JSP Scope

Monday, April 27, 2009

Shauhin Talesh's Article Accepted for Publication in the Law & Society Review

JSP graduate student Shauhin Talesh has received an acceptance from the Law & Society Review for his article, "The Privatization of Public Legal Rights: How Manufacturers Constructthe Meaning of Law"

Shauhin's article demonstrates how the content and meaning of California's
consumer protection laws were shaped by automobile manufacturers, the very
group these laws were designed to regulate. His analysis draws on and links
two literatures that examine the relationship between law and organizations
but often overlook one another: political science studies of how businesses
influence public legal institutions and neo-institutional sociology studies
of how organizations shape law within their organizational field. By
integrating these literatures, he develops an "institutional-political"
theory that demonstrates how organizations' construction of law and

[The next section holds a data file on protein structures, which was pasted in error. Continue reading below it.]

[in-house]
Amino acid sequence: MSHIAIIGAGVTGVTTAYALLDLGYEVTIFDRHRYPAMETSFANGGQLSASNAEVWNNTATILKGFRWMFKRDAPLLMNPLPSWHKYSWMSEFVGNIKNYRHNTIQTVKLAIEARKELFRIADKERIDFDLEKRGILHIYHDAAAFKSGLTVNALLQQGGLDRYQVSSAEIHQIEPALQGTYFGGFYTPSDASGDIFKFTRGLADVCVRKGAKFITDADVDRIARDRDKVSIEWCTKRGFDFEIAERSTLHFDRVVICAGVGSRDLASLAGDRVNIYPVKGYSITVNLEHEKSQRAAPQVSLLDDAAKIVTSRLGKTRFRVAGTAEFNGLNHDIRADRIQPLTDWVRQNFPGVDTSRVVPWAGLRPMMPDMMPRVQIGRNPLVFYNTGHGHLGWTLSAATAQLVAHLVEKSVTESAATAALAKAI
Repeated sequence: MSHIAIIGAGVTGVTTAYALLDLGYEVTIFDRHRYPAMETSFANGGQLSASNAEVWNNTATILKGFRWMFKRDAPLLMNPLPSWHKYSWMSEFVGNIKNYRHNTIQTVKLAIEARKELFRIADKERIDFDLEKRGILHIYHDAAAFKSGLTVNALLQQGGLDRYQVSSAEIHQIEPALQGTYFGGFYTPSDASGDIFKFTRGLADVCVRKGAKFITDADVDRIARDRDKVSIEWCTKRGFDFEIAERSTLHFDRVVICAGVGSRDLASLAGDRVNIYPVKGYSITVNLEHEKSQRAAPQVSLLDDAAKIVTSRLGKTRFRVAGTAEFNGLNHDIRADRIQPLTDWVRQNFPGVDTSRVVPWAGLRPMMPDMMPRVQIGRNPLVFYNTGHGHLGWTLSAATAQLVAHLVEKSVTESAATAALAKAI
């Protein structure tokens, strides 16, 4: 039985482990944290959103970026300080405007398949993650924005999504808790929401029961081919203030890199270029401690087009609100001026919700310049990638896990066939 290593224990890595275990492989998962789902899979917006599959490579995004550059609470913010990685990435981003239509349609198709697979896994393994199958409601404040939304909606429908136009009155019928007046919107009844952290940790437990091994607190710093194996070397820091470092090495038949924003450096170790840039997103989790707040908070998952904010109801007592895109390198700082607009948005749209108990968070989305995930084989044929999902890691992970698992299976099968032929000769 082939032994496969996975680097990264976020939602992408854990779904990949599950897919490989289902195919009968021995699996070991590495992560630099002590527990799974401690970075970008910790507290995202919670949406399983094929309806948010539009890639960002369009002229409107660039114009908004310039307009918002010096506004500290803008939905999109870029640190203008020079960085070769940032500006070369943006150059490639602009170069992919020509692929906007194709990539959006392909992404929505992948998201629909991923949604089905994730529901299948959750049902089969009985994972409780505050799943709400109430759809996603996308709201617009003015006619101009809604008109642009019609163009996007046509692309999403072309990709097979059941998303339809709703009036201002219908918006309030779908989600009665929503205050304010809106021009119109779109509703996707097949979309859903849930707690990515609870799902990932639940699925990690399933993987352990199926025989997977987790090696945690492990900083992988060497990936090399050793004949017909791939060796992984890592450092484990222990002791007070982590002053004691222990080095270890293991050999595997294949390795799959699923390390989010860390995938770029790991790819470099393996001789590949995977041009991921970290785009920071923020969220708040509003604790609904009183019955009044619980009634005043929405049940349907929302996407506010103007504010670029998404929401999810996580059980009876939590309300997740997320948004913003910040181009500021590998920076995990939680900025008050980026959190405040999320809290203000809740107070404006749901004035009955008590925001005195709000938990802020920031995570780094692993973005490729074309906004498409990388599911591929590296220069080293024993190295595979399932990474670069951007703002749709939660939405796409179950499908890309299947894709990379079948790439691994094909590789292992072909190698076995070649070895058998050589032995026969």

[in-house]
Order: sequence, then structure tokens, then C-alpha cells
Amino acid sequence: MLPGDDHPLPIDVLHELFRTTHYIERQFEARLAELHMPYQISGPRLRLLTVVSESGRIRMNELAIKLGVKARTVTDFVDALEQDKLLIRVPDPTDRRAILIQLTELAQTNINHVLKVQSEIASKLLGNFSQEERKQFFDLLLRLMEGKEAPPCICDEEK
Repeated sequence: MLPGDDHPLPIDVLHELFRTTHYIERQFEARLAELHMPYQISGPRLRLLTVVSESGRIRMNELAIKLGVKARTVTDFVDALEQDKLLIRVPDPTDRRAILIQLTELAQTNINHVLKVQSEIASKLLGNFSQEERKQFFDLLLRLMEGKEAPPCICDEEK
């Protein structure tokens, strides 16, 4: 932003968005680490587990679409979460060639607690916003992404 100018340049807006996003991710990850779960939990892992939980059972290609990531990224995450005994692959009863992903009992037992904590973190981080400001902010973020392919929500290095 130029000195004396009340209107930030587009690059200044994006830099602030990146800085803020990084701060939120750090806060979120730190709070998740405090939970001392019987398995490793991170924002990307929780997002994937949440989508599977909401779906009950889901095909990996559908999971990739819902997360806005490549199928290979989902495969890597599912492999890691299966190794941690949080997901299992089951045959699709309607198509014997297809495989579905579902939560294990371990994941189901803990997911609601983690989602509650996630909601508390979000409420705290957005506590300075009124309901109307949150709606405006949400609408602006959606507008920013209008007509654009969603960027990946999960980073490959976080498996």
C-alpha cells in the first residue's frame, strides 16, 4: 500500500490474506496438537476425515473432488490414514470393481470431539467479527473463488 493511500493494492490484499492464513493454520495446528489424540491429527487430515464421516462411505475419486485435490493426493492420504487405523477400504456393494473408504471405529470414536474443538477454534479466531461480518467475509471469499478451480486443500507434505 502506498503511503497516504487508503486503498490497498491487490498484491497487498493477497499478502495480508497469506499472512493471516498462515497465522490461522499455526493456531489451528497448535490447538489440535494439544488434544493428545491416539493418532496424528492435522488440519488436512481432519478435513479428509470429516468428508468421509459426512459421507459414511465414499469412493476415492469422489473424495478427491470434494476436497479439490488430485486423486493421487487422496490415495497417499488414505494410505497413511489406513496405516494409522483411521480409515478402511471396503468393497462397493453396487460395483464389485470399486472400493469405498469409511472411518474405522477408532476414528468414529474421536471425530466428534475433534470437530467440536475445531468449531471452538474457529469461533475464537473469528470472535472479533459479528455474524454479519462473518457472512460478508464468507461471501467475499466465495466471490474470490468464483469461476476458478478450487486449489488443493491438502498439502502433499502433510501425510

compliance within an organizational field shapes the meaning of law among
legislators and judges.

Wednesday, April 15, 2009

Gwen Leachman wins LSA Student Article Prize

JSP/JD student Gwendolyn Leachman will be awarded the Law and Society Association's Best Graduate Student Paper prize at the 2009 annual meeting next month in Denver. Gwen was chosen for her paper "Who Frames the Message? Countermovements and Public Perception of Social Movements’ Legal Agendas."

Abstract: Social conservatives have historically used populist
rhetoric and “activist judges” framing to de-legitimate progressive
social movements’ litigation strategies. In this paper, I show that
opponents to lesbian, gay, bisexual, and transgender (LGBT) rights
have used these discursive resources to draw attention to same-sex
marriage litigation – a tactic that constitutes only a small part of
the LGBT movement’s legal docket. I argue that as a result of this
resonant countermovement framing, the LGBT movement has become widely
mischaracterized in the mainstream media, in academia, and within the
movement itself as dominated by its focus on same-sex marriage. This
paper therefore demonstrates how a social movement’s litigation
strategy can be used to support countermovement rhetoric, which may in
turn distort a movement’s message and its public identity.